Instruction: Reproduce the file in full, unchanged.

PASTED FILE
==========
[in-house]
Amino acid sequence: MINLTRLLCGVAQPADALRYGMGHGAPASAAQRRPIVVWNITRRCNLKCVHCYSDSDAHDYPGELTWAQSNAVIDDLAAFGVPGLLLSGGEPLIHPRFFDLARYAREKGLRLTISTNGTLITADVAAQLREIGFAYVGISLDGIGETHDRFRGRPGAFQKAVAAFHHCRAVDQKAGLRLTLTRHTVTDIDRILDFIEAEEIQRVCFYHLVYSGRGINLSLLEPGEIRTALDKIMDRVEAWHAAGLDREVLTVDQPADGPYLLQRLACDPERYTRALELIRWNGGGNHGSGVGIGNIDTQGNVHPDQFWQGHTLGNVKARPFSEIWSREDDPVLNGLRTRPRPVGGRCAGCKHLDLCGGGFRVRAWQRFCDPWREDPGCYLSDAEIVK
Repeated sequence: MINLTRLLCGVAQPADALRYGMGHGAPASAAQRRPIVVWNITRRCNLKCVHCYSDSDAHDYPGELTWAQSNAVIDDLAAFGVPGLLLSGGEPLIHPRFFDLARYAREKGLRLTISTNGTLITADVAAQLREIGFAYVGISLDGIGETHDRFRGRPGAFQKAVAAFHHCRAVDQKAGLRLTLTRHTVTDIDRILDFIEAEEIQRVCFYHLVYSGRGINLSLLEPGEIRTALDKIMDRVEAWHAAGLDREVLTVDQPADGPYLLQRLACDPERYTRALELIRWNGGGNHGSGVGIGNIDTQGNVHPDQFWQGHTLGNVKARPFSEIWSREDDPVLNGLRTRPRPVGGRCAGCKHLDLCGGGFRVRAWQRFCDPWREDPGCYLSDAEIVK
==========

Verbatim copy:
[in-house]
Amino acid sequence: MINLTRLLCGVAQPADALRYGMGHGAPASAAQRRPIVVWNITRRCNLKCVHCYSDSDAHDYPGELTWAQSNAVIDDLAAFGVPGLLLSGGEPLIHPRFFDLARYAREKGLRLTISTNGTLITADVAAQLREIGFAYVGISLDGIGETHDRFRGRPGAFQKAVAAFHHCRAVDQKAGLRLTLTRHTVTDIDRILDFIEAEEIQRVCFYHLVYSGRGINLSLLEPGEIRTALDKIMDRVEAWHAAGLDREVLTVDQPADGPYLLQRLACDPERYTRALELIRWNGGGNHGSGVGIGNIDTQGNVHPDQFWQGHTLGNVKARPFSEIWSREDDPVLNGLRTRPRPVGGRCAGCKHLDLCGGGFRVRAWQRFCDPWREDPGCYLSDAEIVK
Repeated sequence: MINLTRLLCGVAQPADALRYGMGHGAPASAAQRRPIVVWNITRRCNLKCVHCYSDSDAHDYPGELTWAQSNAVIDDLAAFGVPGLLLSGGEPLIHPRFFDLARYAREKGLRLTISTNGTLITADVAAQLREIGFAYVGISLDGIGETHDRFRGRPGAFQKAVAAFHHCRAVDQKAGLRLTLTRHTVTDIDRILDFIEAEEIQRVCFYHLVYSGRGINLSLLEPGEIRTALDKIMDRVEAWHAAGLDREVLTVDQPADGPYLLQRLACDPERYTRALELIRWNGGGNHGSGVGIGNIDTQGNVHPDQFWQGHTLGNVKARPFSEIWSREDDPVLNGLRTRPRPVGGRCAGCKHLDLCGGGFRVRAWQRFCDPWREDPGCYLSDAEIVK